Remember Me Famous by Jenean McBrearty

It was stormy that night— or so Dorothy Forbes claimed. Except there was a full moon on the seventh of April. Summer made an early appearance, and storms only last minutes in California if they come at all. 
“Alright Ms. Forbes, tell me again how Mr. Hawks’ torso rammed into your Cadillac so hard that he caused you to go into the ditch,” Sheriff Meeks said. That’s how his notes read.
“Call me Dotti. All the guys at the Retro Club do.” She shifted in the chair again. The wooden holdover from a schoolhouse was uncomfortable for a woman with legs so long she had to sit side-ways.
“Okay, Dotti.” A girl had to shed her pedigree if she was going to be popular at the Retro, and Sheriff Meeks knew it. She wanted to shed a lot more, too, if her come-hither smile was genuine. A fleeting fantasy crossed his mind. “Well?”
“Well, what? Like I said before, I rolled to a stop at the red sign, and this guy’s standing in the rain on the corner, and suddenly he plays linebacker and dives into my car. Scared the hell out of me. I gunned the motor and yanked the steering wheel at the same time and went into the ditch. I don’t know why people who live in the sticks have ravines instead of sidewalks in front of their houses. You tell me.”
Meeks wondered the same thing when he left Manhattan and came west. “Stingy taxpayers,” he answered. He also wondered how her eyes could be so blue and glow at the same time. They reminded him of gemstones. “There are people at the club who said you left with a guy when you came in alone. Who was it? Ray Hawks? Did you two get into it? Maybe he made a pass? And you ran over him out on Sayler Road?”
“You cops think I don’t know you’re allowed to lie us civilians? Nobody at the Club told you anything. They didn’t because they wouldn’t.”
“Wouldn’t or couldn’t, Dotti? Because you were never at the Retro Club. Ain’t that right?”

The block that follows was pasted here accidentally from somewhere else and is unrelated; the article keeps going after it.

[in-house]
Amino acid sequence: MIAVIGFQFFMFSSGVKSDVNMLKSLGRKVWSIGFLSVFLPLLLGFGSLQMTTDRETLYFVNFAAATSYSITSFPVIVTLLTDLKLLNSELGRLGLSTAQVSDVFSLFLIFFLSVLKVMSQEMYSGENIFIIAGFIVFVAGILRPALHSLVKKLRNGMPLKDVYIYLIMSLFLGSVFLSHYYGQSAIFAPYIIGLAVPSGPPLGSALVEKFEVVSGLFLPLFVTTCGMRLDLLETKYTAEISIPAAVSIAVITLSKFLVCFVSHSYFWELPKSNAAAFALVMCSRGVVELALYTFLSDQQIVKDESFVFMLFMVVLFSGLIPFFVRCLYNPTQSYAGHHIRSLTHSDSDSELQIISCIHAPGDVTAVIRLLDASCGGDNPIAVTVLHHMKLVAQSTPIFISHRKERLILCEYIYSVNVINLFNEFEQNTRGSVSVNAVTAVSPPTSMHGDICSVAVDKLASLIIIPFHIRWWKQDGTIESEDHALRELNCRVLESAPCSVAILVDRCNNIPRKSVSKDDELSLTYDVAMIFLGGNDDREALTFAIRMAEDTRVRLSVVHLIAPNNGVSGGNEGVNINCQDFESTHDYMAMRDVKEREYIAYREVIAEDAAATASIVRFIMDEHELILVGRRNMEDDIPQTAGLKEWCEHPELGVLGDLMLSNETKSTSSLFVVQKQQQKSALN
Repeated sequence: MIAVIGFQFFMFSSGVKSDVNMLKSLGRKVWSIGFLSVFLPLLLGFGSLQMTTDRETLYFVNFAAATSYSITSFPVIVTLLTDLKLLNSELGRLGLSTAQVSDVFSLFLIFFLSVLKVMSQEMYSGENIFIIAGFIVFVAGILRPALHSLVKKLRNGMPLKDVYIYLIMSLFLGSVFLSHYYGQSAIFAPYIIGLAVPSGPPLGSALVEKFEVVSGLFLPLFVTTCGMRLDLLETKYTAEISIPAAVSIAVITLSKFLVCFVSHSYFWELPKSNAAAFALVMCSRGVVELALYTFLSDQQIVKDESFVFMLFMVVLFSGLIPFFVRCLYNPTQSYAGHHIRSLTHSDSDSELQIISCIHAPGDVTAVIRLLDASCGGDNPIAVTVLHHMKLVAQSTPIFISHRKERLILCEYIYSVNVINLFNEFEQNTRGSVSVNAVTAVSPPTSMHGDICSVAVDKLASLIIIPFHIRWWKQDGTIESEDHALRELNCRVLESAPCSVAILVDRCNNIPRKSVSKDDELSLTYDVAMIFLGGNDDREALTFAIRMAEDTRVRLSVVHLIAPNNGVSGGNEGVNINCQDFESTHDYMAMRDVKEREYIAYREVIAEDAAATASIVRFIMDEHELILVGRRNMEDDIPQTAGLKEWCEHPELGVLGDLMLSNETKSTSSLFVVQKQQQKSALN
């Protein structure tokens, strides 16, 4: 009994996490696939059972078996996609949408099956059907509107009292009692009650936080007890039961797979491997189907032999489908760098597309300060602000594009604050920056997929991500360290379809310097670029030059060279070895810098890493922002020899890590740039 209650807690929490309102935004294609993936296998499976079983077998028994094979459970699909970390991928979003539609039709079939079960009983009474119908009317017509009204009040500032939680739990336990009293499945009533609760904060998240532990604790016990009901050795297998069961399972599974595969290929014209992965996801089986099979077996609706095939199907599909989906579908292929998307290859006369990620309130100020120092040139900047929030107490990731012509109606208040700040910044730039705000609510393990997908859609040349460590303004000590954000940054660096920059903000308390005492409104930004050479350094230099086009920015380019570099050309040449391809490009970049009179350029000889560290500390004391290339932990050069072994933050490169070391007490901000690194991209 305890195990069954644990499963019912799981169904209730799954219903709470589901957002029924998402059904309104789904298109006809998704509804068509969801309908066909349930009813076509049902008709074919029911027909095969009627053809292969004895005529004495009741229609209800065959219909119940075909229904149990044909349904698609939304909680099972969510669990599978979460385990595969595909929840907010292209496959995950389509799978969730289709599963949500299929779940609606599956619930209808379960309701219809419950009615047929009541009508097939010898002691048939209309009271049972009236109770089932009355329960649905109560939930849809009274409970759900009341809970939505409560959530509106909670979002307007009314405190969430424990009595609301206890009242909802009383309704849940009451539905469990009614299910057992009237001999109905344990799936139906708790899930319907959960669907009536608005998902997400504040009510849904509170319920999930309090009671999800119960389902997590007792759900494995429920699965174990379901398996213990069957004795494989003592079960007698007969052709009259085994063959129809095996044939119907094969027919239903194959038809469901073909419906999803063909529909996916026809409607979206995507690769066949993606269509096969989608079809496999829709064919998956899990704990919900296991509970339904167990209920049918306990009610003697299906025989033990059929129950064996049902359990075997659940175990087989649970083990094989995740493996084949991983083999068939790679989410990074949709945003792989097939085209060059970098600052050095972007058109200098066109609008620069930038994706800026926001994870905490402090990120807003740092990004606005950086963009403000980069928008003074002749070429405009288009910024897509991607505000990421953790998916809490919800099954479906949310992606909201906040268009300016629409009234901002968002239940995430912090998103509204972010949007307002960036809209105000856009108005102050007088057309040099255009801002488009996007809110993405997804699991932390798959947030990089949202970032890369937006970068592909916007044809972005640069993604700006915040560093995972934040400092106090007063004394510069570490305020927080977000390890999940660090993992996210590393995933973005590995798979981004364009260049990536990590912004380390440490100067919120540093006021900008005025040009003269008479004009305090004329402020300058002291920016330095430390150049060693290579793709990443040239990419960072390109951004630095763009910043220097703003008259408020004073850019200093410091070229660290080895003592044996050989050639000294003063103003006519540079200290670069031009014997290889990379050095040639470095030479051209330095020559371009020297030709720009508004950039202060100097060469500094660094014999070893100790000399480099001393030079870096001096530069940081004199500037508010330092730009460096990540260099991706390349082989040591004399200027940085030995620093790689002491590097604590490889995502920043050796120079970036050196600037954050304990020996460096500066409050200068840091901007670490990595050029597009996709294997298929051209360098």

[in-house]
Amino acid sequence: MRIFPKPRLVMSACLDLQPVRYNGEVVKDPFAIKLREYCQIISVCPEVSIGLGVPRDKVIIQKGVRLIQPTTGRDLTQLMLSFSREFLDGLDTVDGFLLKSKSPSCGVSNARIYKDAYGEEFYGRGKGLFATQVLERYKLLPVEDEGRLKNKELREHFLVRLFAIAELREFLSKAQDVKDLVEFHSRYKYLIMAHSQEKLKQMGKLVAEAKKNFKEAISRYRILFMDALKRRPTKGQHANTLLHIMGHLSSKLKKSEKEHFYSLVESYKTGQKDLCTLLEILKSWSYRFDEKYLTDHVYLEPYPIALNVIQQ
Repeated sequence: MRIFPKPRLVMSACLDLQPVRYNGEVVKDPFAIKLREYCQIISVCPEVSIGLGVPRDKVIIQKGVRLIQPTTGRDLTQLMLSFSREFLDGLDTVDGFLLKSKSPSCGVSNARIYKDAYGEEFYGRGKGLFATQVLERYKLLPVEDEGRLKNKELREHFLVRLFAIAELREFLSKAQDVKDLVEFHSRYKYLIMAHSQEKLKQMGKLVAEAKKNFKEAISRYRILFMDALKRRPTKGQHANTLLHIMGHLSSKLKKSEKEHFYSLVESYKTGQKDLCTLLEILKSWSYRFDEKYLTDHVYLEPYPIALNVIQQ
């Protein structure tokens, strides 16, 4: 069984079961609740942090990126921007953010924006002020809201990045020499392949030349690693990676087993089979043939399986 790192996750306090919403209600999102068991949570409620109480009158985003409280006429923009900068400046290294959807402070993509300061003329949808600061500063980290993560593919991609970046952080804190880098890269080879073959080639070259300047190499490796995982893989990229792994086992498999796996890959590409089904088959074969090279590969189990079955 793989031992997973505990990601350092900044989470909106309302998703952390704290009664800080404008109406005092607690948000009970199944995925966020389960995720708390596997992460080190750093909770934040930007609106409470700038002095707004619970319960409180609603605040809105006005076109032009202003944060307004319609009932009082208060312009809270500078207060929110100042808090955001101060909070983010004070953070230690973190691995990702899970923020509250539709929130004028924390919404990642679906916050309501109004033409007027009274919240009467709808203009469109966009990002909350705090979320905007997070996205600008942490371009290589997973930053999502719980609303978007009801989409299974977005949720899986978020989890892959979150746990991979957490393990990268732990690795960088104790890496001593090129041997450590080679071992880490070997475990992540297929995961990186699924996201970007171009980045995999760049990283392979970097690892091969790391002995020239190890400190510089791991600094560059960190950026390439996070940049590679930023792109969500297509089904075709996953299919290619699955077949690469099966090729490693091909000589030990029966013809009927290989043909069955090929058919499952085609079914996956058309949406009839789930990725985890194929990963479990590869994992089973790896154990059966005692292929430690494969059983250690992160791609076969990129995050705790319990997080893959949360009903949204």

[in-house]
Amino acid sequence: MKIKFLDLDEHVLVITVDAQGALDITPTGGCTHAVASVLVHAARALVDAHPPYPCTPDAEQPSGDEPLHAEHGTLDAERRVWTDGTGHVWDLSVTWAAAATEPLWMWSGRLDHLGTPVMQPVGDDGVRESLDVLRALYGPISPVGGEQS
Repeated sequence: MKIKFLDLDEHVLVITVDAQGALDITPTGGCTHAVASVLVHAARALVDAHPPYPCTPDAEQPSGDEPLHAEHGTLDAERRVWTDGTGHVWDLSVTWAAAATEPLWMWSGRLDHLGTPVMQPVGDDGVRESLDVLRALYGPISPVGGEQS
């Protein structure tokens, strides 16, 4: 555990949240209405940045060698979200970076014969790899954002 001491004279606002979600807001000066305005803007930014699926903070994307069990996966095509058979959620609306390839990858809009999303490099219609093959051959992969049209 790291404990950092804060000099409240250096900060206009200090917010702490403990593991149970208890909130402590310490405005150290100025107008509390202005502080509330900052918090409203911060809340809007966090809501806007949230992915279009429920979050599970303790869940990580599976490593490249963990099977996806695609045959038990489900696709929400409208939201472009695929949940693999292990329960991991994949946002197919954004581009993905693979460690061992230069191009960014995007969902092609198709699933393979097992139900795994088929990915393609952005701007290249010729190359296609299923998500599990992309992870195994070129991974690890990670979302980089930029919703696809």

“You’re bluffing. Charge me or cut me loose. I wanna call my lawyer.”
Girls named Dotti don’t have lawyers on retainer, but girls named Dorothy Forbes do. Okay, their sugar-daddy’s do. Was she bluffing? He pushed the telephone in her direction. “Call him.”
She dialed with a graceful hand. Slowly. Tantalizingly. “This is Dorothy Forbes. I’m at someplace called Hemet Sheriff’s Station. I allegedly killed some guy named Ray Hawks. Ha-ha. Funny guy, ain’t you? Yeah, I’ll wait here. Yeah. Remain silent. No problem.”
That was it. Interrogation over. It was a case of she said/he’s dead. A sheriff’s deputy opened the door half-way and motioned for Meeks to come into the hall. Meeks saw the file folder and knew it meant a preliminary coroner’s report. “Wait here,” he told Dotti.  She rolled her eyes. Yeah, it was a dumb thing to say.
“Which came first, the chicken or the egg?” Douglas asked when Meeks closed the door.
“I give up. Maybe the coroner knows?”
“That’s just it, he doesn’t. Hawks died of a heart attack, but the question is, did he fling himself into Forbes’ car in a panic, or did he have a heart attack when she hit him? It happens with older guys, you know.”
Meeks had just turned fifty. Was he supposed to know? “So, nothing conclusive.”
“There weren’t any skid marks. She didn’t see him, or try to avoid him when she did.”
“Or did see him and wanted him dead. Any other info on this guy Hawks?”
“Did he carry a wallet like millions of us older guys do?”
“Oh that. Yeah, but it didn’t have any money in it.”
Meeks thought about the three one dollar bills he had in his wallet. Sue had given him a five to buy dinner, but he bought coffee and doughnuts for him and Douglas on the way to the station so he could flirt with the college girl working for tuition. He always told her to keep the change.  “I wonder.” He returned to Dotti. “You got a smoke on you I could bum?”
“I don’t smoke.”
“You got any I.D. on you?”
“I already showed it to Dudley Do-right out there.”
“Suppose you show it to me.”
She did it again, reaching into her purse with that snaky smoothness. She brought out a slim folded wallet and handed it to him. A saxophone and drum played in his head. Yeah, she was a stripper. Maybe a Vegas showgirl inching past her prime. Her wallet was stuffed with green.